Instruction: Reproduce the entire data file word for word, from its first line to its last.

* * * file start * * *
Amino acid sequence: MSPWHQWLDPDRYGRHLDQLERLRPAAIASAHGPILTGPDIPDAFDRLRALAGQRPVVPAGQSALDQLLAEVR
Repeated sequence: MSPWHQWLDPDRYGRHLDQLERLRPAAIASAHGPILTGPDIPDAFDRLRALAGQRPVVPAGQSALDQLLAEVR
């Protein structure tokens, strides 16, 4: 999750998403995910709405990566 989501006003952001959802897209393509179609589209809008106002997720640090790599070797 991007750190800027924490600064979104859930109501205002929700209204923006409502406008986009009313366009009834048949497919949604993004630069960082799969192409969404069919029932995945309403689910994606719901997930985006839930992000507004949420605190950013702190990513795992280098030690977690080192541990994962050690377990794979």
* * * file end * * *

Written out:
Amino acid sequence: MSPWHQWLDPDRYGRHLDQLERLRPAAIASAHGPILTGPDIPDAFDRLRALAGQRPVVPAGQSALDQLLAEVR
Repeated sequence: MSPWHQWLDPDRYGRHLDQLERLRPAAIASAHGPILTGPDIPDAFDRLRALAGQRPVVPAGQSALDQLLAEVR
């Protein structure tokens, strides 16, 4: 999750998403995910709405990566 989501006003952001959802897209393509179609589209809008106002997720640090790599070797 991007750190800027924490600064979104859930109501205002929700209204923006409502406008986009009313366009009834048949497919949604993004630069960082799969192409969404069919029932995945309403689910994606719901997930985006839930992000507004949420605190950013702190990513795992280098030690977690080192541990994962050690377990794979």